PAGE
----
Palaeeudyptes-one of the ‘giant’ penguins that lived during the Oligocene, about 28 million years ago-may have evolved a means of retaining heat when they were still living in warm climates, reveals a new study.

A key adaptation that helped modern penguins to invade the cold waters of Antarctica within the last 16 million years is the so-called humeral arterial plexus, a network of blood vessels that limits heat loss through the wings.

The plexus routes blood coming into the body from the wings past the blood travelling from the body to the wings. As such, the cooler blood from the wings, which get cold in the water, is heated up by warmer blood from the body, thus conserving heat.

To find out more about how this anatomical structure evolved, scientists investigated seven live penguin species and 19 fossil ones.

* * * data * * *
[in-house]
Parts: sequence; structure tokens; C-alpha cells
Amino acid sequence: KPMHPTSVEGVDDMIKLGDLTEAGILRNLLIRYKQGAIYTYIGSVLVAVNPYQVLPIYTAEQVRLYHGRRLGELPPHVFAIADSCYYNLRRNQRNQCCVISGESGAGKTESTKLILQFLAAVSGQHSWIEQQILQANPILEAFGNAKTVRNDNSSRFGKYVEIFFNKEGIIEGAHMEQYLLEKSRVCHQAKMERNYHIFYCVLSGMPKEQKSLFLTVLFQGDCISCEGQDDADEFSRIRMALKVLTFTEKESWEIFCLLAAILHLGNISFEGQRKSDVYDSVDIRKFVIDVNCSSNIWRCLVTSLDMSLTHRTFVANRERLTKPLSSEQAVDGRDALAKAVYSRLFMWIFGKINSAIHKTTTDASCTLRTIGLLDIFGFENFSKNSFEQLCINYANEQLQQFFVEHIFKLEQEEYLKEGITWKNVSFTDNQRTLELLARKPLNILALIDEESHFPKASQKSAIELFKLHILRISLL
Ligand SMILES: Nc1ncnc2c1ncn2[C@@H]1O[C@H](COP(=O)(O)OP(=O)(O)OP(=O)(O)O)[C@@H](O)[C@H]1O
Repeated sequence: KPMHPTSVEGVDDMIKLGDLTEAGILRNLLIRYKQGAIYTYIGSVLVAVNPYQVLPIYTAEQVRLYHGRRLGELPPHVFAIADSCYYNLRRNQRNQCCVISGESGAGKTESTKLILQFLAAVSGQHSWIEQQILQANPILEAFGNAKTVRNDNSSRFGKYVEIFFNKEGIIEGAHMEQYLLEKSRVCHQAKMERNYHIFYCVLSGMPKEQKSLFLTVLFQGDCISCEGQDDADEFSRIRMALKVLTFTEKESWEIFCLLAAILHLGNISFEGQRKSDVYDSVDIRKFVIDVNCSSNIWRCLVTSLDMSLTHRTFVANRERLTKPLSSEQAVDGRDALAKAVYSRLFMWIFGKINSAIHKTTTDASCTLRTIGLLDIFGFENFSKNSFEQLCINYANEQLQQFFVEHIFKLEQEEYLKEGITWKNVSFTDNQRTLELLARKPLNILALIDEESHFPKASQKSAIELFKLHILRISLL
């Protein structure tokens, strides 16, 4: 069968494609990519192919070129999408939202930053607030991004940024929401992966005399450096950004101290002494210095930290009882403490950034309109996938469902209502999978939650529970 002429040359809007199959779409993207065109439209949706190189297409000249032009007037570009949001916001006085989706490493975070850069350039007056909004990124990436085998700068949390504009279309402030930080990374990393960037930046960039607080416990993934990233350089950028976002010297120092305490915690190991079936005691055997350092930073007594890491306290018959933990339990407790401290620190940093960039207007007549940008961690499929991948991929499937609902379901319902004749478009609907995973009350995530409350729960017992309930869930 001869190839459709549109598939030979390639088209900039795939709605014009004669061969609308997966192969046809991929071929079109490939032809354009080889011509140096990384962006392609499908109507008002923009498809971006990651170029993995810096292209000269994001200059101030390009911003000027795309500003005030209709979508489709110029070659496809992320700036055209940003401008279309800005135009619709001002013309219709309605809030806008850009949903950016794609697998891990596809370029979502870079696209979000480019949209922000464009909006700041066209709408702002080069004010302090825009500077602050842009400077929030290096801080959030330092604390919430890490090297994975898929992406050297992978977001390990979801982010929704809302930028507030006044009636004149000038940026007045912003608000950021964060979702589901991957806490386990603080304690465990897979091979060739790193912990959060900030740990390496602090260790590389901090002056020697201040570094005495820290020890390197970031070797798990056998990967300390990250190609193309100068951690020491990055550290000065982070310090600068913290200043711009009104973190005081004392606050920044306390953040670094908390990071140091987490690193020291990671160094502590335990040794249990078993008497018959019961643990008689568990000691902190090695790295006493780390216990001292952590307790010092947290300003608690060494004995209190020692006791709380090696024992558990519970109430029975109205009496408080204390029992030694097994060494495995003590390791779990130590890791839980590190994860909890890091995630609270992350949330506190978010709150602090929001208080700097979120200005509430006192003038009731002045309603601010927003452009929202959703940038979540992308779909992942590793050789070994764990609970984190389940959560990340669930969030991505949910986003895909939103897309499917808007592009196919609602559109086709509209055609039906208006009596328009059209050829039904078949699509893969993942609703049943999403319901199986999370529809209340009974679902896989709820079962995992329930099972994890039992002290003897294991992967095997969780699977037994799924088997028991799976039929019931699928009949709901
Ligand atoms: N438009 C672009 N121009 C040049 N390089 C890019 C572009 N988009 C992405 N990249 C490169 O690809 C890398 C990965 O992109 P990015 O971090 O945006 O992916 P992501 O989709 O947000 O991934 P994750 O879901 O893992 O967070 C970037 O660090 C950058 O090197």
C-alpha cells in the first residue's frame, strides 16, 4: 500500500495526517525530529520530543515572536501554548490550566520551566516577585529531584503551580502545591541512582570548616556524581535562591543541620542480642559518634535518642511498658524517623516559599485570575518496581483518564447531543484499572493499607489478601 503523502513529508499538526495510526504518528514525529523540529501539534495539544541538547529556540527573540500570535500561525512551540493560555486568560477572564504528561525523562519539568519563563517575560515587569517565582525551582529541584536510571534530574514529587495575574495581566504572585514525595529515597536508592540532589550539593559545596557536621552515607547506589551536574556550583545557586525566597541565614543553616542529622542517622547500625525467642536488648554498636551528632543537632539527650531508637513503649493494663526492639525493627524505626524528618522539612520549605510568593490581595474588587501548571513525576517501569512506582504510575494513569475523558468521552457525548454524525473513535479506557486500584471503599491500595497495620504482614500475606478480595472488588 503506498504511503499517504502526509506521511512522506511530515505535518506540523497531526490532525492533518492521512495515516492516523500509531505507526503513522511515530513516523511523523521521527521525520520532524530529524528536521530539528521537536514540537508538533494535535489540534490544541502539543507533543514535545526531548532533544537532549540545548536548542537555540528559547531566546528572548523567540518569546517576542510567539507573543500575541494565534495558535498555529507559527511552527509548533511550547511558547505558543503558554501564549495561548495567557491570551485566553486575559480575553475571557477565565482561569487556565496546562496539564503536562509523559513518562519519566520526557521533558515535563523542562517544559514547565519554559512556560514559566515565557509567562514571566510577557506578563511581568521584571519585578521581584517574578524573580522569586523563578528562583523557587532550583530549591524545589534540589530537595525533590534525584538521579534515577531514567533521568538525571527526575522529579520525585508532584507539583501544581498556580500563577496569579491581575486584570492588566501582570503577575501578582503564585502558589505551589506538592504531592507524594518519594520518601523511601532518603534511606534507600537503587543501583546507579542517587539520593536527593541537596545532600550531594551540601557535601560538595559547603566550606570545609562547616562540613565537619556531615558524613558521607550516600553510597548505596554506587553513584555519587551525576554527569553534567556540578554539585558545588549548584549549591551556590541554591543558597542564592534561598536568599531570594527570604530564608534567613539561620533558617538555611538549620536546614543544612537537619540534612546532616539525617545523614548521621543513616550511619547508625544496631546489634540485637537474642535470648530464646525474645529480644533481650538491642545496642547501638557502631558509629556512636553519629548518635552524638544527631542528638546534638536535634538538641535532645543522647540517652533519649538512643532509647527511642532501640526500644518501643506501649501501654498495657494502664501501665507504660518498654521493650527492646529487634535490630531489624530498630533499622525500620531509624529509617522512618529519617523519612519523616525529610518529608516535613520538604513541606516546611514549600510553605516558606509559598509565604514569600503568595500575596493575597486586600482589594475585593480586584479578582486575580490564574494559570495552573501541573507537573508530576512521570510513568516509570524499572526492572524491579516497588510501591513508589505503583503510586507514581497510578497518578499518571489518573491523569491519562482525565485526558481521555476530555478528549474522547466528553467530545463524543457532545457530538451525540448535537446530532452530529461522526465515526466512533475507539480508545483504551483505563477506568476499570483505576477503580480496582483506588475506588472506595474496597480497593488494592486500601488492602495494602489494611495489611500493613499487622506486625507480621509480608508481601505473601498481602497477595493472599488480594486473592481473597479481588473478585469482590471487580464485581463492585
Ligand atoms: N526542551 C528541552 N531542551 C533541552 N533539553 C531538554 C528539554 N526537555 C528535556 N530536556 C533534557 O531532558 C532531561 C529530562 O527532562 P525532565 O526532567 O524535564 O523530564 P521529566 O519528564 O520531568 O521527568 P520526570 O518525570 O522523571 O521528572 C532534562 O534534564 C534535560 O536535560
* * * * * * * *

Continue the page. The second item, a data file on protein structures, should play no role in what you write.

Surprisingly, they found the plexus arose at least 49 million years ago, when the planet was going through a warm “greenhouse Earth” phase due to vast amounts of global warming gases that got pumped into the atmosphere, perhaps by volcanism.

“I began this work thinking we would relate heat retention in penguins to the global cooling that took place at the Eocene-Oligocene boundary [about 34 million years ago], whereas in fact, penguins were cold-water-tolerant millions of years earlier,” Live Science quoted Daniel Thomas, a palaeontologist at the University of Cape Town, as saying.

The earliest known penguins to feature the plexus lived on the lost continent of Gondwana, on what is now Seymour Island in Antarctica.

The researchers suspect the plexus first evolved to help penguins save energy during long foraging trips in the cold water, as the structure evolved in concert with dramatic skeletal changes that promoted buoyancy and reduced drag, thus improving deep-diving and long-distance swimming.

As global climate cooled, the plexus then found a new use, proving key to the penguins’ invasion of Antarctic ice sheets.

The findings were published in the journal Biology Letters.

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